Utility Watchdog in San Diego

The CPUC is Examining if California Should Change the Way People Pay for Electricity.

Why is the CPUC looking at changing how we pay for electricity?

In 2013 the California State Legislature passed AB 327 which was signed into law by Governor Brown. This law directed the California Public Utilities Commission to examine the way customers pay for electricity, to determine if California’s utilities should move all their residential customers to Time-of-Use pricing and to examine the pricing structure for utility tiered rates to more accurately reflect the cost of providing service.

What might change?

  • One major change the CPUC is examining concerns the current rate structures for California’s utilities. For example, SDG&E has a 4 tiered rate, where the cost per kilowatt hour for Tier 4 is more than double Tier 1 rates. How many tiers SDG&E should have, and how much the price differential should be between those tiers is under consideration.
  • A second significant change being considered is the electric utilities (such as SDG&E) requests seeking CPUC approval to add a monthly service fee to customers’ electric bills. Revenue generated by this fee would be used to reduce the tiered electricity prices. This fee, if authorized, would cover the cost of connecting each user to the electric grid and to provide billing services. Customer service costs are currently being recovered through tiered electric rates. 
  • A third major change is that AB 327 allows the CPUC to consider adopting default Time-of-Use (TOU) pricing as early as 2018. Californians have historically paid for electricity through tiered rates where the higher tier users, the customers using the most electricity, are charged more per kilowatt hour than those who use less electricity.

With default TOU pricing the customer is charged more if energy used during “peak” times, generally during the afternoons, than if the electricity is used at off-peak times. Customers who can shift their use to non-peak times could save money (more on this below).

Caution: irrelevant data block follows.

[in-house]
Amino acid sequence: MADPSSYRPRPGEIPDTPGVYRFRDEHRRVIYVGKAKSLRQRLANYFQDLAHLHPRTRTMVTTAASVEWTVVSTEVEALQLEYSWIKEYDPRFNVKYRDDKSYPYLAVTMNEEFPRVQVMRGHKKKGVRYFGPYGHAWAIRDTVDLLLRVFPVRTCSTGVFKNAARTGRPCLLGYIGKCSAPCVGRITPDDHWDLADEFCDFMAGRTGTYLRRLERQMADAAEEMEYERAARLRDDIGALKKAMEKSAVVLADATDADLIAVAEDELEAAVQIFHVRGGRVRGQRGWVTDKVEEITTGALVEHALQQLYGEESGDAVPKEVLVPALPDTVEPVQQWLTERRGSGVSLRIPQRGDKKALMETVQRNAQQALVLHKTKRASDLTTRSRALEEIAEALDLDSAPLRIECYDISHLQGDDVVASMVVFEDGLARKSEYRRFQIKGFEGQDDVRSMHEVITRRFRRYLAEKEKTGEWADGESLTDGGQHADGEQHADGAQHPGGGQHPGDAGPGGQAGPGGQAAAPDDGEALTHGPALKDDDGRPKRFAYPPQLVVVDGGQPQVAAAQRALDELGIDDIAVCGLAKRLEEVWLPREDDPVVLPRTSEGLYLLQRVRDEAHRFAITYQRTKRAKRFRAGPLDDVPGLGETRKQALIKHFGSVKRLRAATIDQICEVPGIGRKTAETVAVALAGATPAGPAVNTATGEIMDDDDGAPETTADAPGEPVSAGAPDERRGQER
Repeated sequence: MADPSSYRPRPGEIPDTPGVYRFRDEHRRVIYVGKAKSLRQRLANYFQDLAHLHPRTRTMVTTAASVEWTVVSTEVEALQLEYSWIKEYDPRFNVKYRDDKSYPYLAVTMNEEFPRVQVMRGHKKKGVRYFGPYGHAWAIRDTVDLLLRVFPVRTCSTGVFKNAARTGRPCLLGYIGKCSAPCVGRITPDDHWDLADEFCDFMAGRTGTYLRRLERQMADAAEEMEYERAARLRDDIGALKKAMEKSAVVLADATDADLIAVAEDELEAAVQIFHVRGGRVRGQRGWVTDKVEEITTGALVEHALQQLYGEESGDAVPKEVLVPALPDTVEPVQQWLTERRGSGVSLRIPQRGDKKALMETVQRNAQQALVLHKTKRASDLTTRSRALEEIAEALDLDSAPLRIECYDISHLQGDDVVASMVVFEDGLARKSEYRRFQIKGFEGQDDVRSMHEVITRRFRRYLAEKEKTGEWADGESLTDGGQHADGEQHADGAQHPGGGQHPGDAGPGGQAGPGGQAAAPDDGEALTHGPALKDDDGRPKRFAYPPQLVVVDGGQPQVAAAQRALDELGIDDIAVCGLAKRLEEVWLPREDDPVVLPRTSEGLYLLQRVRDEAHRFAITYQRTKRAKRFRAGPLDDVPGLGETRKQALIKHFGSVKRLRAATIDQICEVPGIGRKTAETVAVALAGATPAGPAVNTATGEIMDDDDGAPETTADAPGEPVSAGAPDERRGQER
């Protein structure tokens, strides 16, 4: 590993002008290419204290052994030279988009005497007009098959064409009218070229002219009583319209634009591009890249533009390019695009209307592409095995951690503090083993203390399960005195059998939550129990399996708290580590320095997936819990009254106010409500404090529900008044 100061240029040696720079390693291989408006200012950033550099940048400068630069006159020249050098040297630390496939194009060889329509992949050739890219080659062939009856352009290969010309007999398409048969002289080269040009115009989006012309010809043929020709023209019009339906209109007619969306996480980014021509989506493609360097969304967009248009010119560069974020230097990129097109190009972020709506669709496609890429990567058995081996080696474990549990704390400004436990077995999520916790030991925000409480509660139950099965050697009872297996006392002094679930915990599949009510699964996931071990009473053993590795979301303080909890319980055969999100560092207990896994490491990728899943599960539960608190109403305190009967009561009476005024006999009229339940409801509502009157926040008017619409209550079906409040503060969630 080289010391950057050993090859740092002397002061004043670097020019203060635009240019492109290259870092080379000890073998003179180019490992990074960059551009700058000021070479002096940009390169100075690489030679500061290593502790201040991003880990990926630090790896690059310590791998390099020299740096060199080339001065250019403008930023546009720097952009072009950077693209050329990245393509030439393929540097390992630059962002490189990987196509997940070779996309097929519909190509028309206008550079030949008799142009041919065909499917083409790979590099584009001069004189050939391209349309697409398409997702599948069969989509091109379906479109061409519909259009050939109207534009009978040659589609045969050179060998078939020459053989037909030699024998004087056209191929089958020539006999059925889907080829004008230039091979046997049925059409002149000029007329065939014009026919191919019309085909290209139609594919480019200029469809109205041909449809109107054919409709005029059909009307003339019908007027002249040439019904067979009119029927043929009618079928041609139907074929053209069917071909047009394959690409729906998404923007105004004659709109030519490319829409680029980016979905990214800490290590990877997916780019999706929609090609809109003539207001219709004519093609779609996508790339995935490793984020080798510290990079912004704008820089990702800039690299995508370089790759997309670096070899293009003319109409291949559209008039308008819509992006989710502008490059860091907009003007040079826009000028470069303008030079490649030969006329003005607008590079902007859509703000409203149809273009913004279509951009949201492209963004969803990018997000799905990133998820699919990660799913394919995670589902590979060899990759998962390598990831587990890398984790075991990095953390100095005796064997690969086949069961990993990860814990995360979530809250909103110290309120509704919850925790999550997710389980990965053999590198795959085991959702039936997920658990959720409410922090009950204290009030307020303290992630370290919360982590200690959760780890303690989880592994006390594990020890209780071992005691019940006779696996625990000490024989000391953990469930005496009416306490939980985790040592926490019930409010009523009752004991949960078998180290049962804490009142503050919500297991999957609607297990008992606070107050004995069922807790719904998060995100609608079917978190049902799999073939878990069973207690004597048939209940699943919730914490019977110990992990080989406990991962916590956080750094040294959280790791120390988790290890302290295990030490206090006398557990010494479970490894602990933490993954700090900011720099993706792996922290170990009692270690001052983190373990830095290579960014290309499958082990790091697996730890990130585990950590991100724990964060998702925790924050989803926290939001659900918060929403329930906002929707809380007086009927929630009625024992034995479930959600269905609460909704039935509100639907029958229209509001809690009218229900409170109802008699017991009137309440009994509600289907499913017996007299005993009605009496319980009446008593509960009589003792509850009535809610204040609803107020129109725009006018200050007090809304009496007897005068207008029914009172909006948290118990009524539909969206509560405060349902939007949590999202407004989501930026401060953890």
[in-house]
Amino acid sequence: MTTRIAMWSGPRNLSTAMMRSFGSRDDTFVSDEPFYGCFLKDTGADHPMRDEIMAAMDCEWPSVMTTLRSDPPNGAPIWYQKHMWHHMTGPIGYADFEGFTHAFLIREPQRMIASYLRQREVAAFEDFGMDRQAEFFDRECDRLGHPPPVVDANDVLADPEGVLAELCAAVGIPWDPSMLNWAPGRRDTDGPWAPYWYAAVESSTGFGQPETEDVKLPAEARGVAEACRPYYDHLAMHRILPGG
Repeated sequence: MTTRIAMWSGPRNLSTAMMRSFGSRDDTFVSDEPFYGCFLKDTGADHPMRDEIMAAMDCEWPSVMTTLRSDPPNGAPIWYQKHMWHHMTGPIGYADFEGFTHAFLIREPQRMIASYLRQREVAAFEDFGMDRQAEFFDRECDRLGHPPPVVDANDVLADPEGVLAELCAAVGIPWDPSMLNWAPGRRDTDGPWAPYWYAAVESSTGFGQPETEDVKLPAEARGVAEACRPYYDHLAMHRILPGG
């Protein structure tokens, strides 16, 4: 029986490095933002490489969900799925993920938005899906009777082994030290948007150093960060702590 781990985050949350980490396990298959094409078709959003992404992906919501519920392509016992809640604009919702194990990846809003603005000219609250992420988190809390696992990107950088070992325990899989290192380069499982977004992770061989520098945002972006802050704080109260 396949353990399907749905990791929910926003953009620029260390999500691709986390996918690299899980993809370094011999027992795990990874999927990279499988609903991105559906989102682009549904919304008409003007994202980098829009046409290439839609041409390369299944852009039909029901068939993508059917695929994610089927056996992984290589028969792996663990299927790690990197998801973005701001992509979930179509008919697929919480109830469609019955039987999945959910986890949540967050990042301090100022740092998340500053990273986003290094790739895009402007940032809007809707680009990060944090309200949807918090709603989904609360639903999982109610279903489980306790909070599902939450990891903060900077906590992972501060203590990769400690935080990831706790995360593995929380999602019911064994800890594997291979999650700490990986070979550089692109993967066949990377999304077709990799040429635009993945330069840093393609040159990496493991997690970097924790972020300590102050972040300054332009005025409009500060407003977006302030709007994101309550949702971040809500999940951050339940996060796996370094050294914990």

Should the CPUC authorize Time-of-Use pricing, AB 327 put in place a number of consumer protections to ease the transition, including customer bill protection and an opt-out tiered rate option:

  1. “Bill Protection” means that for the first year customers who are moved to TOU rates will not be charged more than what they would have been charged had they stayed on the tiered rate. This gives customers a year to change their electric usage habits to see if they would be able to save money with TOU pricing.
  1. People who would be charged more with TOU pricing or would prefer to be on tiered rates for any reason would have the ability to opt-out back into a tiered rate with no additional charge.

How could TOU pricing affect my energy bill?

TOU pricing will affect consumers’ energy bills differently depending on when they use electricity and how much flexibility they have to change when they use that energy. While TOU pricing has higher rates during “on peak” times, the cost to produce the electricity is lower during the rest of the day. Customers who can shift their use of major appliances such as washers, dryers, and dishwashers to the “off peak” period may be able to save themselves money.

For example, there are currently a number of TOU pricing options which are presently available to SDG&E customers. One such option is SDG&E’s EV TOU 2 which is designed for customers who have electric vehicles.  According to SDG&E's website the prices for this rate are:

(prices per kWh):


Nov.-Apr (Winter)

May-October (Summer)

12 am - 5 am     (Super Off Peak)



5 am - 12 noon (Off Peak)



12 noon - 6 pm (On Peak)



6 pm - 12 am     (Off Peak)



For comparison SDG&E’s current summer tiered rates are listed below (prices per kWh rounded to the nearest .001):

Tier 1

Tier 2

Tier 3

Tier 4





If a consumer were able to conserve energy during the 12:00-6:00pm period they would have the opportunity to save money.

UCAN is supportive of the concept of TOU pricing but there are several things about SDG&E’s proposal we are concerned about. Most importantly we feel that SDG&E is not ready for full scale utility wide rollout of default TOU pricing and should complete a pilot of default TOU to better understand how customers will respond.

What happens next?

Over the last year UCAN has been actively participating in this proceeding. For over three weeks this November the CPUC held hearings on these issues, and UCAN’s executive Director Don Kelly presented UCAN’s expert testimony, and cross-examined experts from the other parties including SDG&E. In January UCAN and SDG&E (as well as other parties) will submit briefs on in this case, which will then be posted on our website.

The CPUC is expected to issue its ruling on these issues before summer 2015.


About UCAN

UCAN has represented the interests of San Diego County utility customers since 1983. UCAN focuses its efforts on the rates and services of San Diego Gas and Electric Company, telecommunications utilities and the City of San Diego Water Department.